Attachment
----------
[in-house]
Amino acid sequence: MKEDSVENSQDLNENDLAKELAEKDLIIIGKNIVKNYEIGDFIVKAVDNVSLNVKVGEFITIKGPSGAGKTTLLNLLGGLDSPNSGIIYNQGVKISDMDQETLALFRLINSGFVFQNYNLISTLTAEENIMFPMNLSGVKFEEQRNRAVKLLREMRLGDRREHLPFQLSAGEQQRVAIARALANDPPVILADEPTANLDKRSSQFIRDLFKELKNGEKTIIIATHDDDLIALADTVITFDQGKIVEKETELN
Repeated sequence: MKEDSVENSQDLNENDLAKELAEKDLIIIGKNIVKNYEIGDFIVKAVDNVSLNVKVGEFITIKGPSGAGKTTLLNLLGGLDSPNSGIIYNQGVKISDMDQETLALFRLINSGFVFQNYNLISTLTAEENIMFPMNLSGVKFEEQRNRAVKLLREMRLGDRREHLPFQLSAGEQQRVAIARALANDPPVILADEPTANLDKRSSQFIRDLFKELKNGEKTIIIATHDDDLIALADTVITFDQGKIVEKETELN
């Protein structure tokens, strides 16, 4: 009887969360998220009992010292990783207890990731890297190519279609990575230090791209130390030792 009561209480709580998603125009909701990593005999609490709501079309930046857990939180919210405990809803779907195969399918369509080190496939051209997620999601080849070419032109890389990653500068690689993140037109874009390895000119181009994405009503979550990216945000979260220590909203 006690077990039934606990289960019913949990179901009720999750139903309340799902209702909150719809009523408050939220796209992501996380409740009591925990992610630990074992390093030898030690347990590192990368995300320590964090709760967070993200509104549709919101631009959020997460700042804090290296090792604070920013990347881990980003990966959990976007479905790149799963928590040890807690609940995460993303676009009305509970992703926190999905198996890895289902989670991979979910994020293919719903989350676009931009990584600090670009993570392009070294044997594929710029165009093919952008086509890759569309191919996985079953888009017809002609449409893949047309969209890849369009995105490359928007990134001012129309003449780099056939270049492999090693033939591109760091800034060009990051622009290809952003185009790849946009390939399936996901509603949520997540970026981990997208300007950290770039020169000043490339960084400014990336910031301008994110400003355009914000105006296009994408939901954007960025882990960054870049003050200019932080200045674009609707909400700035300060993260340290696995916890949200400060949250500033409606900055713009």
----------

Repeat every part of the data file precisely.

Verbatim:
[in-house]
Amino acid sequence: MKEDSVENSQDLNENDLAKELAEKDLIIIGKNIVKNYEIGDFIVKAVDNVSLNVKVGEFITIKGPSGAGKTTLLNLLGGLDSPNSGIIYNQGVKISDMDQETLALFRLINSGFVFQNYNLISTLTAEENIMFPMNLSGVKFEEQRNRAVKLLREMRLGDRREHLPFQLSAGEQQRVAIARALANDPPVILADEPTANLDKRSSQFIRDLFKELKNGEKTIIIATHDDDLIALADTVITFDQGKIVEKETELN
Repeated sequence: MKEDSVENSQDLNENDLAKELAEKDLIIIGKNIVKNYEIGDFIVKAVDNVSLNVKVGEFITIKGPSGAGKTTLLNLLGGLDSPNSGIIYNQGVKISDMDQETLALFRLINSGFVFQNYNLISTLTAEENIMFPMNLSGVKFEEQRNRAVKLLREMRLGDRREHLPFQLSAGEQQRVAIARALANDPPVILADEPTANLDKRSSQFIRDLFKELKNGEKTIIIATHDDDLIALADTVITFDQGKIVEKETELN
């Protein structure tokens, strides 16, 4: 009887969360998220009992010292990783207890990731890297190519279609990575230090791209130390030792 009561209480709580998603125009909701990593005999609490709501079309930046857990939180919210405990809803779907195969399918369509080190496939051209997620999601080849070419032109890389990653500068690689993140037109874009390895000119181009994405009503979550990216945000979260220590909203 006690077990039934606990289960019913949990179901009720999750139903309340799902209702909150719809009523408050939220796209992501996380409740009591925990992610630990074992390093030898030690347990590192990368995300320590964090709760967070993200509104549709919101631009959020997460700042804090290296090792604070920013990347881990980003990966959990976007479905790149799963928590040890807690609940995460993303676009009305509970992703926190999905198996890895289902989670991979979910994020293919719903989350676009931009990584600090670009993570392009070294044997594929710029165009093919952008086509890759569309191919996985079953888009017809002609449409893949047309969209890849369009995105490359928007990134001012129309003449780099056939270049492999090693033939591109760091800034060009990051622009290809952003185009790849946009390939399936996901509603949520997540970026981990997208300007950290770039020169000043490339960084400014990336910031301008994110400003355009914000105006296009994408939901954007960025882990960054870049003050200019932080200045674009609707909400700035300060993260340290696995916890949200400060949250500033409606900055713009």